3 Things to keep in mind when you begin with Digital Painting
For some time now I have been painting digitally – with Photoshop and without a Graphic Tablet. I’ve got a notebook with a touchpad at home, and I first wanted to try out digital painting and see whether I would like it nor not, and then think about buying a graphic tablet. I hate buying things and then not using them.
So the first question is: Do I like to paint digitally? Yes, I do. However I’d liked to know certain things before I began to do so. It would have made things easier or less frustrating. But there’s no use crying over spilt milk. But maybe writing down my first experiences with digital painting may be helpful to other people.
- Digital paintings are in no way “easier” to create than traditional ones, and they cannot be done in a rush.
Whenever I have a look at my first creations I hang my head and cry. Okay, I wanted to see whether and how certain things can be done the digital way, so I did things quickly. Fact is, it can’t be done this way. On DeviantART I often read that people are working on their digital art for hours and days. I was used to be fast when sketching an animal or a building, even a person in a certain pose and tended to get impatient when I was not successful at digital painting in a short time. I had to learn patience. I haven’t worked for days up to now on one picture, but for hours, in order to find the right colour, or the right texture.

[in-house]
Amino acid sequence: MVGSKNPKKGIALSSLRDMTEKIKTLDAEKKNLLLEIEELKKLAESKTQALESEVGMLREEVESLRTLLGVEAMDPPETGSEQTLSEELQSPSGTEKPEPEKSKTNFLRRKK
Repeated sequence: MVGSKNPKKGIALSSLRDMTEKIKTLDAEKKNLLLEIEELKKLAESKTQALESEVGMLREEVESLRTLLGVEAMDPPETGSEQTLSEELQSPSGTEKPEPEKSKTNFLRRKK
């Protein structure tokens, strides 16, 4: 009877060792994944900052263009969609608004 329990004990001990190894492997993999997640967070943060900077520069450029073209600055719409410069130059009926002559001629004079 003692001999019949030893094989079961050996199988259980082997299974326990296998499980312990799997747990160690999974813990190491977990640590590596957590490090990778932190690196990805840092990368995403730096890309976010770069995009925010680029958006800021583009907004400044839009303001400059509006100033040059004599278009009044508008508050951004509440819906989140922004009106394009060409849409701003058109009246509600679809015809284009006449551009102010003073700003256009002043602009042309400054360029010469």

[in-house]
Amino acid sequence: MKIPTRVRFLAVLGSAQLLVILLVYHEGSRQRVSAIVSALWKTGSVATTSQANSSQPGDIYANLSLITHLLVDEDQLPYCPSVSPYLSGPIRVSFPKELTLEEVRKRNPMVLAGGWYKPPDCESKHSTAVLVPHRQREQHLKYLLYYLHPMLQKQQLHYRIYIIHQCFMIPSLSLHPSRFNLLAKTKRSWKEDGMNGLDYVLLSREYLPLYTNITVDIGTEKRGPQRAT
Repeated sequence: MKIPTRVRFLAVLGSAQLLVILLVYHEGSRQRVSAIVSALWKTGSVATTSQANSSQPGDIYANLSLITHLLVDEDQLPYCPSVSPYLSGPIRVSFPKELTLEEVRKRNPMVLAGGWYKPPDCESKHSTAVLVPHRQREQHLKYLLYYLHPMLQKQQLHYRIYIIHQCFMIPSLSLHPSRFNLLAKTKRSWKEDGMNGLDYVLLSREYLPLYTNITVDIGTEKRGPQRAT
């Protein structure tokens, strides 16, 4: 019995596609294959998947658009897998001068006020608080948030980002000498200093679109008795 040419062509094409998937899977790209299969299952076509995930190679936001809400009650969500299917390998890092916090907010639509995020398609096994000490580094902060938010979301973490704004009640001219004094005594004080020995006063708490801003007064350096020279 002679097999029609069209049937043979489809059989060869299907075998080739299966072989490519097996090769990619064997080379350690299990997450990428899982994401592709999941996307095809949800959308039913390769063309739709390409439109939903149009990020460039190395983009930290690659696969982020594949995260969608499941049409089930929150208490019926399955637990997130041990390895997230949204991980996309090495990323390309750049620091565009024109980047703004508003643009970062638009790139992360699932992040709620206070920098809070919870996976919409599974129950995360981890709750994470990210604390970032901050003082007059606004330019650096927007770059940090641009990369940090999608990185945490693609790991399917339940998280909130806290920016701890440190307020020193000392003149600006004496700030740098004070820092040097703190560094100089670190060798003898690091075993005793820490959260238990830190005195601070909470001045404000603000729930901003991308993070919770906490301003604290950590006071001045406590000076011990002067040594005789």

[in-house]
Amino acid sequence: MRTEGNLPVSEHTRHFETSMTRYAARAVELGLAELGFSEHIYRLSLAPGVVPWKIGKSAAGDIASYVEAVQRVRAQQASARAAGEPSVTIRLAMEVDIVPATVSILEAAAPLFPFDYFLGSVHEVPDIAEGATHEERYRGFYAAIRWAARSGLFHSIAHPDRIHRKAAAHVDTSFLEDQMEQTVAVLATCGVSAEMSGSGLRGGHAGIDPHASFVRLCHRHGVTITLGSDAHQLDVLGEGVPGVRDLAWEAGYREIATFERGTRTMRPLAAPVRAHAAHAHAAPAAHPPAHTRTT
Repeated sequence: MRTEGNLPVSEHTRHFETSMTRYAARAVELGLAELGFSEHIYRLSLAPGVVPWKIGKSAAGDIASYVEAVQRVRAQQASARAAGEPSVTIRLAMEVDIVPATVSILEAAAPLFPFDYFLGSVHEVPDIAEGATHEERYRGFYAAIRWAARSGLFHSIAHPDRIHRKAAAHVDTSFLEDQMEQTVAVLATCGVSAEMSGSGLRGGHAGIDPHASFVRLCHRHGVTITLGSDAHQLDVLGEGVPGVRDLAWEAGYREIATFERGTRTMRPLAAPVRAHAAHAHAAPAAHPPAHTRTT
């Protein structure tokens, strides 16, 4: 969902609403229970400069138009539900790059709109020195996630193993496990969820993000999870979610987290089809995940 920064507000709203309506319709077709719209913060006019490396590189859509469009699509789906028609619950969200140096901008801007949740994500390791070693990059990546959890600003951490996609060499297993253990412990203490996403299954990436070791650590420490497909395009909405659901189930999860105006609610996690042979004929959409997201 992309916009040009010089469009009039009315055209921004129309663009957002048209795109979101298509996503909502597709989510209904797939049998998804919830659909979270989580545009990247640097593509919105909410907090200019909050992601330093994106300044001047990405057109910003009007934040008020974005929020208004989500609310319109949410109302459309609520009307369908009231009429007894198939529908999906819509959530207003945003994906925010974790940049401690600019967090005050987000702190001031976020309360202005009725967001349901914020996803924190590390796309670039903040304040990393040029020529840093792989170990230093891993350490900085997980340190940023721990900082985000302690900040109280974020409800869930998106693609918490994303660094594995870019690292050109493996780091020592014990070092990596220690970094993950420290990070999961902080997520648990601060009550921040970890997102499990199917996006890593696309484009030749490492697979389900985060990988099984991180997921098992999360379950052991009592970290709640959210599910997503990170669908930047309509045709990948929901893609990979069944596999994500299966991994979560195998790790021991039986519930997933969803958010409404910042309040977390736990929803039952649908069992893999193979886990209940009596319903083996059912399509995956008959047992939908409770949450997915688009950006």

- Digital painting affords artistic as well as technical abilities. You’ve got to have more than just a basic knowledge of Photoshop. In the last months I learned a lot about layers, brushes, tools and such things, but it still happened to me that I was desperately trying to add a nice background to my dragon picture with the result that everytime I activated the background layer the whole image went grey, and I didn’t know the reason for it. It took me almost one hour till I noticed that I hadn’t cut out the dragon from its white background. After I did that the problem was solved. Duh!
On the other hand one of the most important questions in Digital Painting as well as in traditional painting is “Where does the light come from?” Without that answer given you may know everything about how to shade in Photoshop with the various tools – your art work will look like c*.
- Digital painting is work, but it is also – and for a big extent at least for me – play. It means trying out things, asking myself “What happens if I change that colour to a darker shade of blue?” “What happens if I use a bigger brush when using the smudge tool?” “What happens if I draw things with the pen tool instead of the brush tool?” It means doing things my own way, even if this way is not the “proper one”. It is fun!